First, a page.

Laparoscopic Transabdominal PreperitonealHerniorrhaphy
Robert J. Fitzgibbons, Jr, MD
The overwhelming success of laparoscopic cholecystec-tomy resulted in the retraining of general surgeons sothat they became experienced and facile in the principlesof therapeutic laparoscopy. Soon many surgeons began toapply their newly developed skills in laparoscopy toother commonly performed general surgical operationsin hopes of achieving the same benefits as were realizedwith laparoscopic cholecystectomy. Inguinal herniorrha-phy was no exception. The two commonly performedlaparoscopic herniorrhaphies, the transabdominal preperi-toneal (TAPP) and the totally extraperitoneal (TEP), aremodeled after the conventional preperitoneal operationspopularized by Stoppa, Reeves, Nyhus I and others. Themajor difference is that the preperitoneal space is enteredthrough three trocar sites rather than a large conven-tional incision. The ensuing radical dissection of thepreperitoneal space with the placement of a large prosthe-sis is similar to the conventional preperitonea! operation.Laparoscopic inguinal hernia repair has the followingpotential advantages: (1) less postoperative discomfort/pain; (2) reduced recovery time, allowing earlier returnto full activity; (3) easier repair of a recurrent herniabecause the repair is performed in tissue that has notbeen previously dissected; (4) the ability to treat bilateralhernias; (5) the performance of a simultaneous diagnos-tic laparoscopy; (6) the highest possible ligation of thehernia sac; (7) and an improved cosmesis. Numeroussingle center, multicenter, and comparative studies haveproven that an inguinal hernia can be repaired using thelaparoscopic method (Tables 1-3). The question thatmust be answered now is should an inguinal hernia berepaired using the laparoscopic method. Skepticism ex-ists among many surgeons concerning the benefits oflaparoscopic herniorrhaphy because the severity of pos-sible complications and the precise indications are amatter of considerable debate.An extensive discussion of the advantages and disad-
From the Department of Surgery, Creighton University School of Medicine,Omaha, NE.Address reprint requests to Robert J. Fitzgibbons, Jr, MD, Department ofSurgery, Creighton University School of Medicine, 601 North 30th St, Suite 3740,Omaha, NE 68131.Copyright 9 1999 by WB. Saunders Company1524-153X/99/0102-0006510.00/0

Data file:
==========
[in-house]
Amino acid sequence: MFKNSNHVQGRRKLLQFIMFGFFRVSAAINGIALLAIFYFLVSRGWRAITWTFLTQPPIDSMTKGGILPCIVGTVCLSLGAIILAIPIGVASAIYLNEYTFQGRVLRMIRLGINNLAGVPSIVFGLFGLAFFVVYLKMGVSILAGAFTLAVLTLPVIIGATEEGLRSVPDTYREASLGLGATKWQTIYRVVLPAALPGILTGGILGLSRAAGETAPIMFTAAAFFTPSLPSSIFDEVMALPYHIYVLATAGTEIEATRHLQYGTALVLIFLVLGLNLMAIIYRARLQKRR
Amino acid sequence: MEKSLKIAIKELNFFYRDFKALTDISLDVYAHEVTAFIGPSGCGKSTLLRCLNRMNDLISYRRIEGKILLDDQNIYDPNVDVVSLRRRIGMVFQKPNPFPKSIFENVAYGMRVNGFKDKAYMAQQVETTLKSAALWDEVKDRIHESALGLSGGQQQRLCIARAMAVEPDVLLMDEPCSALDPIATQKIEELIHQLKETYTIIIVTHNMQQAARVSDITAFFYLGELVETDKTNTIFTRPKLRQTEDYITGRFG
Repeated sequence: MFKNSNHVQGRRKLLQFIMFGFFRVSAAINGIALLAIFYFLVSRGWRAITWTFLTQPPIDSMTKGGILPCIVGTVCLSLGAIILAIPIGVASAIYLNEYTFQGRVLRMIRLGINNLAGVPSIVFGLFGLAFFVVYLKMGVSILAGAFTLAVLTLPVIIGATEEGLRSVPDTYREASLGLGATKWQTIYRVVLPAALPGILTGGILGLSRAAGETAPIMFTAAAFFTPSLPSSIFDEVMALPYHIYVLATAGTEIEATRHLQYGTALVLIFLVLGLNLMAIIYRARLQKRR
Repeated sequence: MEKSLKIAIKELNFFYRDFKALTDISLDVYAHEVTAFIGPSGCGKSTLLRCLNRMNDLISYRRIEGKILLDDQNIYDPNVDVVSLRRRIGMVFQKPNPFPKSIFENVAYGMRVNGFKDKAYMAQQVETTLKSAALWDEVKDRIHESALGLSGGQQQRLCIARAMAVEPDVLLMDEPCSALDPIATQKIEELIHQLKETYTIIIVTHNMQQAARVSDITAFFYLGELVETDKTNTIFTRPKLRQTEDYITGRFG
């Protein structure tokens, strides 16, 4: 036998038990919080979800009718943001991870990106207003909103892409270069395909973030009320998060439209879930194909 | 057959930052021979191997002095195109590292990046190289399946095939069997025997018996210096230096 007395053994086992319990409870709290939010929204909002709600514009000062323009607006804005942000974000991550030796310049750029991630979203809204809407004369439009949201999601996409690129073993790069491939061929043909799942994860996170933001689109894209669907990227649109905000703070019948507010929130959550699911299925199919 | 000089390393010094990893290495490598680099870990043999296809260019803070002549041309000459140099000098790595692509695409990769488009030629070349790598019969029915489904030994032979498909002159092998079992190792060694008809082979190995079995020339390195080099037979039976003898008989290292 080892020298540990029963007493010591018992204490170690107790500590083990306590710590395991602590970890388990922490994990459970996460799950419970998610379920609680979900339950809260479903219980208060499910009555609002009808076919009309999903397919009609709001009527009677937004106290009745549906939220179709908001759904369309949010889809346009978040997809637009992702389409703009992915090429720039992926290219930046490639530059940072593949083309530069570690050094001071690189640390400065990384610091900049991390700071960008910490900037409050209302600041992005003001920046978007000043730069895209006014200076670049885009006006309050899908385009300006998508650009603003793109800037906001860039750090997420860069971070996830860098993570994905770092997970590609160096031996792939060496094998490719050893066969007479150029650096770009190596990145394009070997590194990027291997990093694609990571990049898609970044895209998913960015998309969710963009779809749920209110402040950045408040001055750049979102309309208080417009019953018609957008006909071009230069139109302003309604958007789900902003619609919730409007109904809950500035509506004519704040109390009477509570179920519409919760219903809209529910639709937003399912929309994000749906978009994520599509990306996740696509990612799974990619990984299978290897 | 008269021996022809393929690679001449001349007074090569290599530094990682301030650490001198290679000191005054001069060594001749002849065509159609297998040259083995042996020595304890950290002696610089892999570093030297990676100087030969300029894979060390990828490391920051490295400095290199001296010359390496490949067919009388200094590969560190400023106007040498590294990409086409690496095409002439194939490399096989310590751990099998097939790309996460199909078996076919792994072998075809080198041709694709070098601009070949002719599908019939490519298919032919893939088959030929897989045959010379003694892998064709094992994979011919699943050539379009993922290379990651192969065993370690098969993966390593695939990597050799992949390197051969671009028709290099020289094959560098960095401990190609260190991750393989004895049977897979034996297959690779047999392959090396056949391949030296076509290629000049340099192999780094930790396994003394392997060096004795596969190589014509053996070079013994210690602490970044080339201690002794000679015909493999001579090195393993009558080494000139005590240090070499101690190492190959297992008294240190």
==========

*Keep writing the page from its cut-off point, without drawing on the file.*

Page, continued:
vantages of the laparoscopic approach compared with theconventional operation is beyond the scope of thisarticle. The question cannot be answered definitivelyuntil the results of several randomized, prospectivecomparative trials that are now either ongoing, or indevelopment, are completed. The purpose of this reviewis to describe the technical details of the TAPP procedure.
A thorough knowledge of the anatomy of the groin froman opposite perspective to what is normally taught, thatis, proceeding from deeper structures to more superficial,is critical to a successful laparoscopic inguinal herniorrha-phy. A laparoscopic view of a left direct hernia can beseen in Figure 1. The most important anatomical land-marks are the medial umbilical ligament, the inferiorepigastric vessels, and the internal ring. The vas deferensand the internal spermatic vessels converge at the inter-nal ring to form the cord structures. Cooper's ligamentand the symphysis pubis are not always visible laparoscop-ically but can easily be defined by palpation withlaparoscopic instruments. Figure 2A is a cadaver prepara-tion of the right groin with the peritoneum and preperito-neal fatty tissue stripped away. The inferior epigastricvessels, the symphysis pubis, the Cooper's ligament, thevas deferens, and the internal spermatic vessels areimportant landmarks to be exposed during the course ofa laparoscopic TAPP procedure, and, therefore, knowl-edge of their location is crucial for the laparoscopicsurgeon intent on performing this type of repair. Also ofimportance are the anastomotic pubic branches, becausetroublesome bleeding will ensue if they are damagedduring the dissection of Cooper's ligament. A structurethat is not routinely exposed during a laparoscopic TAPPherniorrhaphy but nevertheless must be appreciated, isthe iliopubic tract because this marks the inferior bound-ary for staple placement when affixing the prosthesislateral to the internal spermatic vessels. The genitofemo-ral nerve and the lateral femoral cutaneous nerve exit thepelvis close to the inferior surface of the iliopubic tract.Figure 2B is the same cadaver photograph with meshstapled in place in a desirable position for performing alaparoscopic preperitoneal herniorrhaphy. The reason
Techniques in General Surgery, Vol 1, No 2 (December), 1999: pp 169-184